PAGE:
Montana shelves GOP proposal to alter US Senate primary
Apr 19, 2023, 9:51 AM
BILLINGS, Mont. (AP) — A proposed change to next year’s Montana U.S. Senate primary that could have hurt Democratic Sen. Jon Tester’s reelection chances is likely dead after a state legislative committee shelved the GOP-backed measure Wednesday.
Some Republican lawmakers urged on by a GOP lobbyist wanted to alter Montana’s 2024 Senate primary so that only the top two candidates, no matter their party, would advance to the November election.
That would have effectively blocked out third-party candidates, who Republicans blamed for draining away potential GOP votes during past attempts to unseat Tester.
Control of the Senate will be in play during next year’s election and Tester’s seat is one of several that Democrats are defending in Republican-leaning states.
The race’s national importance fueled outrage over the bid to change the primary rules. Critics including Democratic lawmakers and representatives of the Libertarian party blasted it as a blatant attempt to rig the election.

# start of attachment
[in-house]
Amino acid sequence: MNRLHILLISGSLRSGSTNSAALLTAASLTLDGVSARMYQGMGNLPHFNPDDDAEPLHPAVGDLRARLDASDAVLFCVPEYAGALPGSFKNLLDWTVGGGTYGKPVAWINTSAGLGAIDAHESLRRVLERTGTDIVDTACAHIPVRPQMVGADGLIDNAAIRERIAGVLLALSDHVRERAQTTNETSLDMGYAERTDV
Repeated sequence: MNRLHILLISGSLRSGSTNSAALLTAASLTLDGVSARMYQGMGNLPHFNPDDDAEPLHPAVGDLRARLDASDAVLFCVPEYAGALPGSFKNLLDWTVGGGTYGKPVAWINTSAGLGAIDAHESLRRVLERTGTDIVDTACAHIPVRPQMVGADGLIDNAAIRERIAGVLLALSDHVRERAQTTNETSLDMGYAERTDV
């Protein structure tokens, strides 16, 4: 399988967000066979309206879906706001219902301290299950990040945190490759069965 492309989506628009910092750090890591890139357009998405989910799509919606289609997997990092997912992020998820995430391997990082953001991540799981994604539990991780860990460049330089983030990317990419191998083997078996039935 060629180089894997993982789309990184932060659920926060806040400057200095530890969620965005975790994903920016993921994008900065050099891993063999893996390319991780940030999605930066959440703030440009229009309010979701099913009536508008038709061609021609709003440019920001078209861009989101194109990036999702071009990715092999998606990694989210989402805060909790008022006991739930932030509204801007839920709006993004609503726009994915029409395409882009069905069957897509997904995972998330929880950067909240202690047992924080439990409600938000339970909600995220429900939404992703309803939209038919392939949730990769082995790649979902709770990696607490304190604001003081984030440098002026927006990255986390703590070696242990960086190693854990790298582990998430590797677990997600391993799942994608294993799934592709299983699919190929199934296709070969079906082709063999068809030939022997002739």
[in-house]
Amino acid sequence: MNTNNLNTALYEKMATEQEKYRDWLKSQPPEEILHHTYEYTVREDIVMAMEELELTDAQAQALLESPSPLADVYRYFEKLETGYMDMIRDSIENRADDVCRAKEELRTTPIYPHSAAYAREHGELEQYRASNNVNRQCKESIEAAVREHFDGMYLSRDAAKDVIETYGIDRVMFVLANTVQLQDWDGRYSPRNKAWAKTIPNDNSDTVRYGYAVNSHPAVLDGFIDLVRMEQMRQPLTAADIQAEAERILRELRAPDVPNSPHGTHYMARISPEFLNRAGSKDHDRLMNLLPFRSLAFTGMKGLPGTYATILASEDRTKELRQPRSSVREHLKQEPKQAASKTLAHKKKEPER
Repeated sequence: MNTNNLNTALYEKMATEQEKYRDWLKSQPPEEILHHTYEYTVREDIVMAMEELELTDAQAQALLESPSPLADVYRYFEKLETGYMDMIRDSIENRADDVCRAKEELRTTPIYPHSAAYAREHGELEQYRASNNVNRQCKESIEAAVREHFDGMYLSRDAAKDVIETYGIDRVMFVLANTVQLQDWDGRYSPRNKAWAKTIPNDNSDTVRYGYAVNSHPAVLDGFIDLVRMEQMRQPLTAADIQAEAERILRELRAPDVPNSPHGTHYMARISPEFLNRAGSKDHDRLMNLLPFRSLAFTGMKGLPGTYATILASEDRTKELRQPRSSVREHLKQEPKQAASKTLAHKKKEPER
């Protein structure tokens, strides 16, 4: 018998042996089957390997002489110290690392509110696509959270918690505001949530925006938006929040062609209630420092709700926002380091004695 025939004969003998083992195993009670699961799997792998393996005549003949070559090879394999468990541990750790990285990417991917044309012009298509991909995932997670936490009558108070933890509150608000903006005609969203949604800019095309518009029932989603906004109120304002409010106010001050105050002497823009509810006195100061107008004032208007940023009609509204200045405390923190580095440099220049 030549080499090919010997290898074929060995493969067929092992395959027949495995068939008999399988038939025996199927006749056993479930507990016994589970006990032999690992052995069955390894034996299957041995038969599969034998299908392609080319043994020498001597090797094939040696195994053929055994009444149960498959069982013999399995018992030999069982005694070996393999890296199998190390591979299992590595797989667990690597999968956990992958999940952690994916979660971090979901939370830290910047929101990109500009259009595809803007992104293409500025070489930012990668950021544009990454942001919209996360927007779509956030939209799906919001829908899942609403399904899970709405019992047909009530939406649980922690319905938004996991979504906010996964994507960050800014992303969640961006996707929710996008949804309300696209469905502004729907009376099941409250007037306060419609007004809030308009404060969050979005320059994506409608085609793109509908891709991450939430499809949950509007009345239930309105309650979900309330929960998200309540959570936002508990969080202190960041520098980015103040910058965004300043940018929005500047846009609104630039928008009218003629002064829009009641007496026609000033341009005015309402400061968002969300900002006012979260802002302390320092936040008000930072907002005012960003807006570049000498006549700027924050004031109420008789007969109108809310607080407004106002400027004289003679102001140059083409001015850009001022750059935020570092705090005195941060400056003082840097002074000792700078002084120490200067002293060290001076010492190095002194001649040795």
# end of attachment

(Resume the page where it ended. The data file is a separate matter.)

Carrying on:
After Rep. Gregory Frazer moved to table the bill during a Wednesday meeting of the House State Administration Committee, all but one of the committee’s Republicans joined all of the Democrats to shelve it.
“I have had a lot of my folks from back home reach out to me and ask me to vote no on this — a lot more than what I thought. It’s actually been pretty interesting,” said Frazer, a Republican from Deer Lodge.
Someone could make a motion on the floor of the House to revive the bill, but that’s considered unlikely given Tuesday’s definitive vote.
The bill’s Republican sponsor said he wanted to stop the GOP and Democrats alike from trying to manipulate elections by stealthily promoting third party candidates.
Emails included in the legislative file for the bill show that longtime Republican lobbyist Chuck Denowh helped shape the measure.
In late March, the lobbyist, Chuck Denowh suggested that an early version of the proposal be changed so that it would apply only to the U.S. Senate and would sunset after the 2024 election, the emails show. The bill was changed accordingly.